Hemifacial spasm is a neuromuscular disorder characterized by frequent involuntary contractions (spasms) of the muscles on one side (hemi-) of the face.
The disorder occurs in both men and women, although it more frequently affects middle-aged or elderly women.
The condition may be caused by a facial nerve injury, or a tumor, or it may have no apparent cause. Most often hemifacial spasm is caused by a blood vessel pressing on the facial nerve at the place where it exits the brainstem.
The first symptom is usually an intermittent twitching of the eyelid muscle that can lead to forced closure of the eye. The spasm may then gradually spread to involve the muscles of the lower face, which may cause the mouth to be pulled to one side. Eventually the spasms involve all of the muscles on one side of the face almost continuously. Rarely, doctors see individuals with spasm on both sides of the face.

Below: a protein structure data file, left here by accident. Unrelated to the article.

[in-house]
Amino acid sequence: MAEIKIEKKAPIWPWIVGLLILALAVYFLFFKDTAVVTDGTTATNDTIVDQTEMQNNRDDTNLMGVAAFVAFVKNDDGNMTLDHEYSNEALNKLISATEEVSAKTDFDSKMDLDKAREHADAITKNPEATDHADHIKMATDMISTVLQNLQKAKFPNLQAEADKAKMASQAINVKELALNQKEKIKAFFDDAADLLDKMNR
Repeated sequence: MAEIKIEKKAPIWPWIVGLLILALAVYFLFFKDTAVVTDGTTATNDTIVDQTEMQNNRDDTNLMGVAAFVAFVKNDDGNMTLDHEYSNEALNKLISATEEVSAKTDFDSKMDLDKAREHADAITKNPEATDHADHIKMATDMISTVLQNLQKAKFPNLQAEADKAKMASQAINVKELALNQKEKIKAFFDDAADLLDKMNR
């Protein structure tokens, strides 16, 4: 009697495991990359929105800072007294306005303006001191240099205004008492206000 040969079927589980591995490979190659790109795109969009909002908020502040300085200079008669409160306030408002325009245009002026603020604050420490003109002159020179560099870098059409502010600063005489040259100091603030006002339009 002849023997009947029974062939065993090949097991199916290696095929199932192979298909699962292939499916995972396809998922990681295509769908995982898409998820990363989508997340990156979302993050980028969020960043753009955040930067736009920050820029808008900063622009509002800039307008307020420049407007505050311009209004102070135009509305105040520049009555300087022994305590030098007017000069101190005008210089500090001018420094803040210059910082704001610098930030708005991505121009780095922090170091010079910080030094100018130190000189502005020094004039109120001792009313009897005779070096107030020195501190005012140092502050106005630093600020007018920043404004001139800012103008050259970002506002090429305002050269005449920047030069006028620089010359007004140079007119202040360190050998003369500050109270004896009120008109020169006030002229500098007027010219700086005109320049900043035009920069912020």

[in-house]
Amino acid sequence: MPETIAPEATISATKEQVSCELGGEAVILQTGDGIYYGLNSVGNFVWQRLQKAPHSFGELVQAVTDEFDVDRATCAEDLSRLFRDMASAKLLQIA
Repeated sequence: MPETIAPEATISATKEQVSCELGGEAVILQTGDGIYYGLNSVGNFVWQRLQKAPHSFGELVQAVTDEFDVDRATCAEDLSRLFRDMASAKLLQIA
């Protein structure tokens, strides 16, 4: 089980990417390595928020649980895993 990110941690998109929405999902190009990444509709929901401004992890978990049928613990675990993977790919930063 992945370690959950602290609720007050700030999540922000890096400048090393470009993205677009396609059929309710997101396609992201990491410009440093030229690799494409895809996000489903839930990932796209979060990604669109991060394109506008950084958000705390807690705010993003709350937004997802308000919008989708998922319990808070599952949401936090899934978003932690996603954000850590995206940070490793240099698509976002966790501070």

Although normally not physically painful, hemifacial spasm may affect an individual's self-confidence and emotional well being.
Surgical treatment in the form of microvascular decompression, which relieves pressure on the facial nerve, will relieve hemifacial spasm in many cases. Other treatments include injections of botulinum toxin into the affected areas and drug therapy with medications such as clonazepam, diazepam, and levodopa, which are used to relax the muscles.
The prognosis for an individual with hemifacial spasm depends on the treatment and their response. Some individuals will be relatively free from symptoms. Some may require additional surgery. Others may only be treatable with botulinum toxin or drugs and will have to live with a greater or lesser degree of facial spasms in their day to day life.